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Tell please which sentence is correct.

Could you tell me what wrong is with Kate?

Could you tell me what is wrong with Kate?

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The second sentence is correct for what is almost certainly the intended meaning.

The natural assumption of intended meaning would be that there is an issue with Kate, and so is precedes wrong to express Kate's current state (that something is wrong).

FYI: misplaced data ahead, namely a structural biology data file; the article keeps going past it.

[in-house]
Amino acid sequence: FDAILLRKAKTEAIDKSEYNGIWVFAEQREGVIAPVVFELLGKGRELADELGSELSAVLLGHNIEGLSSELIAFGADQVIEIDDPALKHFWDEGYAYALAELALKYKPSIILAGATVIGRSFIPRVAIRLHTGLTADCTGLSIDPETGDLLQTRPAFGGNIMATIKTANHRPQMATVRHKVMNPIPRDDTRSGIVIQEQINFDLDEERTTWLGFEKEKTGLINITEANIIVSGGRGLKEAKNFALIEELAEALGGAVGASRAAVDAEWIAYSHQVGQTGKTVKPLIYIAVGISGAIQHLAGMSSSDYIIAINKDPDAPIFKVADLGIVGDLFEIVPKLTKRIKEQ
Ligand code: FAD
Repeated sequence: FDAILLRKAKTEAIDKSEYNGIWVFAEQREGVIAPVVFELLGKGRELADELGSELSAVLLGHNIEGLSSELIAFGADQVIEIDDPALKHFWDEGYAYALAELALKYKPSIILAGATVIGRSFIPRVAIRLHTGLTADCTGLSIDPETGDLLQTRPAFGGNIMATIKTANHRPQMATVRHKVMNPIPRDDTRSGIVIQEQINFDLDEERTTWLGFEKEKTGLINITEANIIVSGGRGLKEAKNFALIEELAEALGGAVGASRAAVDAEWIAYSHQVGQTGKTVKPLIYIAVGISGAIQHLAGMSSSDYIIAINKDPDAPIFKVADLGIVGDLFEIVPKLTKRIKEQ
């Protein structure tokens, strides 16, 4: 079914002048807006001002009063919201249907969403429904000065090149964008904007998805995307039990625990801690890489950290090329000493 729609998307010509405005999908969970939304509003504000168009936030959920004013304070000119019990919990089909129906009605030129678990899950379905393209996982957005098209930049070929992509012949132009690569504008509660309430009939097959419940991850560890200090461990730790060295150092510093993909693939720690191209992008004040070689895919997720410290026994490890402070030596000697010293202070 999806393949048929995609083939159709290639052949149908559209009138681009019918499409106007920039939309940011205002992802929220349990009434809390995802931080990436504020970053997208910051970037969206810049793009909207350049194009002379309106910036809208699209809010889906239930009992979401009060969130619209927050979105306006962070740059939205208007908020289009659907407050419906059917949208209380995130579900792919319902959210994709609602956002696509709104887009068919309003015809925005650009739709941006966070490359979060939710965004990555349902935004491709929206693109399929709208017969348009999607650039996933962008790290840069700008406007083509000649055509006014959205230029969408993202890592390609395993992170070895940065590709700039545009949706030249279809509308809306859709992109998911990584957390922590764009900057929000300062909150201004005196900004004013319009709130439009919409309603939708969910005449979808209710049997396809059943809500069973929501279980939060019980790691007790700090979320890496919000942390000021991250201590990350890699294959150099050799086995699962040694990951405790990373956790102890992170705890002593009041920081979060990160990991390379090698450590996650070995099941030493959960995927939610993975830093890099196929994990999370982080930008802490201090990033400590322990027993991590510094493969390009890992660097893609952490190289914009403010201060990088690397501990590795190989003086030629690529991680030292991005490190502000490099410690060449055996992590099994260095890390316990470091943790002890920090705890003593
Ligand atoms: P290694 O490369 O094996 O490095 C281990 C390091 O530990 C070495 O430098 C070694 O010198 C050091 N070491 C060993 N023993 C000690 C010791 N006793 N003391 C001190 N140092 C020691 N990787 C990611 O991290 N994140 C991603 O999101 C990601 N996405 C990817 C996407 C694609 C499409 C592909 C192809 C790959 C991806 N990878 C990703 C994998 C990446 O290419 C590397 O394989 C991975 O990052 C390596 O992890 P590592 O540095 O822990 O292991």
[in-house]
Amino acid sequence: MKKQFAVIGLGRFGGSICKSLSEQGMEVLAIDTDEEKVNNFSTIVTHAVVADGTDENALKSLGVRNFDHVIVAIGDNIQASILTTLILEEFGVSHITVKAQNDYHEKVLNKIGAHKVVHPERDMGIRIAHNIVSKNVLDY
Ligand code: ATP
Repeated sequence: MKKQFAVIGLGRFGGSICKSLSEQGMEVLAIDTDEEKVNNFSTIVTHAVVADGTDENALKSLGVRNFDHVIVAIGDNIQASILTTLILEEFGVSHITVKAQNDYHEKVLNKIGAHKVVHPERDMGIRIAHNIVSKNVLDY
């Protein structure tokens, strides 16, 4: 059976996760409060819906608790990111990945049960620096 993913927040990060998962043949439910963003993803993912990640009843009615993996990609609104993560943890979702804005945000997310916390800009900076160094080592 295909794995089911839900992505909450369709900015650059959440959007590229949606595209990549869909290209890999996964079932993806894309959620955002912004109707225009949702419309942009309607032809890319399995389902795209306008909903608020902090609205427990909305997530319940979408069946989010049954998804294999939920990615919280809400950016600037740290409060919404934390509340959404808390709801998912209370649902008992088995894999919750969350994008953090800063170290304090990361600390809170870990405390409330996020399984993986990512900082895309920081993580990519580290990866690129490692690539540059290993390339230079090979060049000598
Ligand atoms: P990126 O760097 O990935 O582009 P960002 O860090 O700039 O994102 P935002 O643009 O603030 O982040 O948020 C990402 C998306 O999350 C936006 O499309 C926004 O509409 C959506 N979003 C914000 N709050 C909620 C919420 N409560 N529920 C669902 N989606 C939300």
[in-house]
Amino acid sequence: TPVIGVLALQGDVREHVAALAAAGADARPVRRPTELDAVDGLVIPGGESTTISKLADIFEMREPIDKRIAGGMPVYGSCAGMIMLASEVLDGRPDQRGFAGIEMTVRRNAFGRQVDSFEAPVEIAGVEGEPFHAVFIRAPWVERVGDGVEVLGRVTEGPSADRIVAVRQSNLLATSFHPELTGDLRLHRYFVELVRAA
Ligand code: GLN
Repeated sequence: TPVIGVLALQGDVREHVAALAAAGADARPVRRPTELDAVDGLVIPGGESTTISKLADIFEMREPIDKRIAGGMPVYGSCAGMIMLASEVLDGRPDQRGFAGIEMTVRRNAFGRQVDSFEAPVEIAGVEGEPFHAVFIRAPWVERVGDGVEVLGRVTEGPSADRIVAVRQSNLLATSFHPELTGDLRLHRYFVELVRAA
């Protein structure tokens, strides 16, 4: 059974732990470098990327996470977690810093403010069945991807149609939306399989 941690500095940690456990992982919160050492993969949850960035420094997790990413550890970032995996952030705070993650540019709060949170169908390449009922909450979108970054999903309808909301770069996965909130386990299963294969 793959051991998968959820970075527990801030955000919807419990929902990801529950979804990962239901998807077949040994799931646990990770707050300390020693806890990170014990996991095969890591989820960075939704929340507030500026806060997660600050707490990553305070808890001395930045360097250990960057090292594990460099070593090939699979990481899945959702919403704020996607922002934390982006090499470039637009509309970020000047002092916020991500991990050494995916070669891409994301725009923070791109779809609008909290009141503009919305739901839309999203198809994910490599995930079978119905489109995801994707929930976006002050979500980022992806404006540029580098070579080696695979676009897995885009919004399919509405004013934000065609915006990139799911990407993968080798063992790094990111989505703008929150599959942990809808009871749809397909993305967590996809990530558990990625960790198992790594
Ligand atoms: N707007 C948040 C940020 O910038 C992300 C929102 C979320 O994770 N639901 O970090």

The first sentence could potentially be correct, but that usage would be pretty unusual. The interpretation in this case would be that there is a wrong (as a noun, as in righting a wrong) which is accompanying Kate. Even if that were the intended meaning this construction would likely not be the first choice of a native speaker to express it.

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